Getting Started and Building a Twitter Following

This morning The Boston Globe published Scott Kirsner‘s 10 Tips for Attracting a Following on Twitter.  Recommended reading for my social media marketing students — several of the folks quoted are ones I spend time with in person and on Twitter.  I’ve been asked previously to publish my tips (I usually give these to my classes as a handout.)  So, here they are — warning, it’s a long long list, and it is focused on people who are just getting started.

Understand that a Twitter following isn’t all about the numbers.  It is about building a community of like-minded individuals – or individuals you find interesting and who might find you interesting.  Quality over quantity any day.

  • When you are just getting started, make sure you have a picture and the bio portion of your profile includes the key words people might search under.  Make sure you are also appealing to prospective customers.  Try to not lose your personality but understand there is a character limit.
  • As you are setting up your bio, think about whether you want to use the large city nearby or your “actual” location – if it is a suburb or small town.  Both approaches have benefits — big pond/little pond.
  • Make sure you have a “stream” of tweets before you go looking for friends.  People want to see what you are offering before they follow you — NO ONE follows an empty stream except spammers.
  • Spend some time with Search.Twitter and search for people tweeting your key words or key terms. (I like the advanced search function because I am often looking for people in a specific place/geography.)  If you friend them, they will often friend back — you can tell the likelihood of this based on the proportion of followers to following.  Don’t worry about your “numbers” too much right now in terms of follow/follower percentage — you can fix that later.  Don’t use this tactic for more than a few people at a time.  One of the easiest ways to identify spammers is to look for accounts following 1500 people who only have a dozen followers.
  • Look for “Follow us on Twitter” buttons on associations you belong to, or want to belong to.
  • Use  the function on your Twitter client (whatever you are using) to alert you to tweets with your key words — think of Google Alerts for Twitter. Respond or retweet them.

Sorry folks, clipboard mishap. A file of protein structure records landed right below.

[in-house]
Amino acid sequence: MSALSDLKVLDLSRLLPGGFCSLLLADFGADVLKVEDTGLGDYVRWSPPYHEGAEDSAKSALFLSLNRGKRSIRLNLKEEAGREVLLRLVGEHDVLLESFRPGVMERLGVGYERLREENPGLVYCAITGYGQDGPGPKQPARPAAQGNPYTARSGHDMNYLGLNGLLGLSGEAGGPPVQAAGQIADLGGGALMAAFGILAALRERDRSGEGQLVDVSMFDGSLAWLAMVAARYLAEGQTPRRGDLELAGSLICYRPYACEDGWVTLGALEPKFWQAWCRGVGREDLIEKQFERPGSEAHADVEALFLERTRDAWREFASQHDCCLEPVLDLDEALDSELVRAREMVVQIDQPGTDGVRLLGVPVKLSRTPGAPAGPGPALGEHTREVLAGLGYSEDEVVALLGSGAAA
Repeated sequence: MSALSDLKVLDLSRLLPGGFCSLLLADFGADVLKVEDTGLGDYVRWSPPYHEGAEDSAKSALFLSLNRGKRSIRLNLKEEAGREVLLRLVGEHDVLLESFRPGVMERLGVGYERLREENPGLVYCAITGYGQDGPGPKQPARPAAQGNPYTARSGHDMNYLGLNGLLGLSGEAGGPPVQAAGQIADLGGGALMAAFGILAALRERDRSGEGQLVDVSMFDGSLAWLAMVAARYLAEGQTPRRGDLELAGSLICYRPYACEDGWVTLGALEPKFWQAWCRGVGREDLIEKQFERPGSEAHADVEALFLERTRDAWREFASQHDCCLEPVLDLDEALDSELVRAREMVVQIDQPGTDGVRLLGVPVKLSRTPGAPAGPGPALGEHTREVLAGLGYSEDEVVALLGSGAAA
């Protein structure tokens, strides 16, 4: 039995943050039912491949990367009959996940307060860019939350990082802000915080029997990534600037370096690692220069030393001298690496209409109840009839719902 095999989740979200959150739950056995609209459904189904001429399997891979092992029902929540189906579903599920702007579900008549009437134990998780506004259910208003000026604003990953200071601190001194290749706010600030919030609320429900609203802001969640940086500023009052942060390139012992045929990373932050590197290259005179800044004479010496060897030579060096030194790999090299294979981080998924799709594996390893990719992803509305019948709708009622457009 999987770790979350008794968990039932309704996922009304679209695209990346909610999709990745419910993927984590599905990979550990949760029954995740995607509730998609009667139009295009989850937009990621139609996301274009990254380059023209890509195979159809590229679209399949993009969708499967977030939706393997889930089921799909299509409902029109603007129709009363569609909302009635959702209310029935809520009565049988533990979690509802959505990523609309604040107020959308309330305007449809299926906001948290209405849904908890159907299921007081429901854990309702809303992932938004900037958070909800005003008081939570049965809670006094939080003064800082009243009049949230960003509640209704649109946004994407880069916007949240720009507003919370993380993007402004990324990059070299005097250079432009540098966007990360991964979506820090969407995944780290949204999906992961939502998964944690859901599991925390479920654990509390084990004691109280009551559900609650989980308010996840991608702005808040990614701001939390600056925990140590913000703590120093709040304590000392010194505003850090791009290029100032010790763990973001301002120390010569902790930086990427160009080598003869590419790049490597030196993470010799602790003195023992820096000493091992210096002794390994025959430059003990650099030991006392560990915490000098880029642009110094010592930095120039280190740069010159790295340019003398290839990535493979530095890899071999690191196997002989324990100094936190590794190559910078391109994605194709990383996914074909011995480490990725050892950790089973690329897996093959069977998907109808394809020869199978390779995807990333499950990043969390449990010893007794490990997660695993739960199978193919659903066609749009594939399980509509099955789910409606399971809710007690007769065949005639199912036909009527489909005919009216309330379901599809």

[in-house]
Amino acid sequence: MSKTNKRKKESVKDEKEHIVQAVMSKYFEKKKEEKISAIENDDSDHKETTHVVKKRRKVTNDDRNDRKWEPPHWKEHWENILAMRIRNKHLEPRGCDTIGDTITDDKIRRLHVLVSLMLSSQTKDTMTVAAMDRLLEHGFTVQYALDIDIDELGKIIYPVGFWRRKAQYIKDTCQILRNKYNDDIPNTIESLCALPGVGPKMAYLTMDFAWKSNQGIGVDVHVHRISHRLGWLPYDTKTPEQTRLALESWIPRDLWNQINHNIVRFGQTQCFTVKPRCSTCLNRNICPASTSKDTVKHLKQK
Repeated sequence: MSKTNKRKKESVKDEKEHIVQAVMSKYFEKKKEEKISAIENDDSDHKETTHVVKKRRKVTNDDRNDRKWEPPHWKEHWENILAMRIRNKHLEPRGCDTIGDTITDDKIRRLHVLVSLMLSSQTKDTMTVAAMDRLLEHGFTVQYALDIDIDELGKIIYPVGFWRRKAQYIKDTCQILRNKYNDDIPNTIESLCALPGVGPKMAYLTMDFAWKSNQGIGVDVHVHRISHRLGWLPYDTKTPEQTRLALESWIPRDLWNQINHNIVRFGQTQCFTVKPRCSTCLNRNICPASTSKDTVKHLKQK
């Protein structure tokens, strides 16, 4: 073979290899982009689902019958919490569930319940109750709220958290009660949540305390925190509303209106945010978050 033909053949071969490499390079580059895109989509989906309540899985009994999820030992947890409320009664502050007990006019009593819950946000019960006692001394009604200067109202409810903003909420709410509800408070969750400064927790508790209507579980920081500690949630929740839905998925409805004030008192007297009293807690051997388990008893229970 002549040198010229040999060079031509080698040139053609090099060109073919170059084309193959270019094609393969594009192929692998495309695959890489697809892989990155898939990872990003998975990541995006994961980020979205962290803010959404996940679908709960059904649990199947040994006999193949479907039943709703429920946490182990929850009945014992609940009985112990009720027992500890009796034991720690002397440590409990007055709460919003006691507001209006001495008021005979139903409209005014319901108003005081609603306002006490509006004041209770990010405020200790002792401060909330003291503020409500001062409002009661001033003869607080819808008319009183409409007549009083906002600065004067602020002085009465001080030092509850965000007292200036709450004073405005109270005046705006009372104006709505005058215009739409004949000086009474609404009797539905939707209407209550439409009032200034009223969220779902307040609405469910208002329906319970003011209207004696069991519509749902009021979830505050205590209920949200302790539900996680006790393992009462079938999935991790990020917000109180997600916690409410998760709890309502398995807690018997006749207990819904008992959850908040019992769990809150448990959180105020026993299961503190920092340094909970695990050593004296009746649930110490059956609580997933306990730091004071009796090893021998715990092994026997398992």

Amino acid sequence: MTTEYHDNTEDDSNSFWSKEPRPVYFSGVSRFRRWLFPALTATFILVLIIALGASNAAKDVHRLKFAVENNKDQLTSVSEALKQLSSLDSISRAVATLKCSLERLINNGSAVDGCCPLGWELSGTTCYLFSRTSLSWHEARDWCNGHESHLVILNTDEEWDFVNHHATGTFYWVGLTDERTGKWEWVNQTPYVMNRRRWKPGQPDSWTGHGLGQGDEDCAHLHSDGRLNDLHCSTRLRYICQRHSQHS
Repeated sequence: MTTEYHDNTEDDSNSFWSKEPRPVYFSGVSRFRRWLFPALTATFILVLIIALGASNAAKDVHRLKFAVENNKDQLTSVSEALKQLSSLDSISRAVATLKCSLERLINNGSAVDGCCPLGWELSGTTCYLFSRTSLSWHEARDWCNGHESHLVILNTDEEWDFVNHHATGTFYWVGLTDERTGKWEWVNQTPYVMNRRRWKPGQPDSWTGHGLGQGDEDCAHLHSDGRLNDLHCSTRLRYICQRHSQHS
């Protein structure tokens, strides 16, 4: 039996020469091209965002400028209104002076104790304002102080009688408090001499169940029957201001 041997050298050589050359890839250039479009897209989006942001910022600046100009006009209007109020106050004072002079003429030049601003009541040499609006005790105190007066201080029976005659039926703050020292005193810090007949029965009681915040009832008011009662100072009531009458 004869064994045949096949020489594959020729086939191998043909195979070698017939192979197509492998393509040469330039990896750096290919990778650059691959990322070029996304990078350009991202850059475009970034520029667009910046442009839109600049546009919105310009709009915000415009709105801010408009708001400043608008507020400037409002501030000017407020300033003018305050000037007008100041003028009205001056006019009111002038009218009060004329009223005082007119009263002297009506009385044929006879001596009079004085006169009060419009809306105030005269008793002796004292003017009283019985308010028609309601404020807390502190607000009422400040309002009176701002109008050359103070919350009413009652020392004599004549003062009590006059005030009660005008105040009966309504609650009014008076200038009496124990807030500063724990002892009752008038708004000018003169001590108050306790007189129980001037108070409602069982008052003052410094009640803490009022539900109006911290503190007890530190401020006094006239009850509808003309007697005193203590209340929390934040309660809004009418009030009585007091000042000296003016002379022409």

• Want someone in particular to follow you? Most effective is a thoughtful response to one of their tweets.  Twitter is a dialogue, not a harangue or a rant.
  • Put your Twitter I.D. on your website, in your email signature, on your blog, on LinkedIn. This is also the time to really think about what area of expertise you want to focus on.  On your website, instead of a generic “Follow me on Twitter” button, how about a “Follow me on Twitter for the latest ‘social media marketing’ tips”?  (You can offer up far more than just that one topic but specialization may be beneficial, especially at first.) Think about what your audience wants to hear.  Offer value in your tweets.
  • Set up Google Alerts (use quotes around the specific terms to cut down on the random stuff) to arrange a stream of info that you can use to help fuel your tweets, and make sure you are up-to-date on hot topics of the day.
  • I use as a URL shortener when I am linking to articles I want to share with my audience. (Note you can create custom short URLs too.)  There are also some great services which will track your click-thrus.  Add “sharethis” to your toolbar to make article sharing easy.
  • Use something like Twitseeker to search on specific topics (either by profile or by tweets.)  There is an advanced function if you want to focus on a specific geographic. Looking for local friends?  Go to Twitter Grader and get your rank, then click through to your town and check out the lists of locals who are active on Twitter.
  • Use Twellow to search for specific people — start with people you know — customers, friends, co-workers, and partners are a good place to start.  Consider also:  industry publications, analysts and reporters for your industry publications.  Use the categories and sub-categories to zero in on groups.
  • Consider upcoming industry events and find the hashtags for them so you can find an existing community of like-minded individuals — also look historically.  Examples — #journchat, #gno. Follow or check out @hashtags for ideas.  Once you get a decent-sized following, you can consider creating your own event.  (Use Tweetchat or Tweetgrid to see #journchat on Monday nights as an example.) You may want to start your own regular tweetchat.  Be patient, it takes time to get it going.
  • RT the good stuff.  RT= retweet, copy and give attribution for good stuff.  Thank people for RTing you.

I’ve always been an advocate of using the available tools to reach your audience – and today, social media tools are extending our reach beyond what we ever thoughts possible. Remember, Twitter is just that, a single tool in your arsenal.  Happy follower hunting.

2 thoughts on “Getting Started and Building a Twitter Following

  1. Bobbie: thanks for tips. I’ve got some work ahead of me, but glad you’ve been there and pointing the way, Ty

Comments are closed.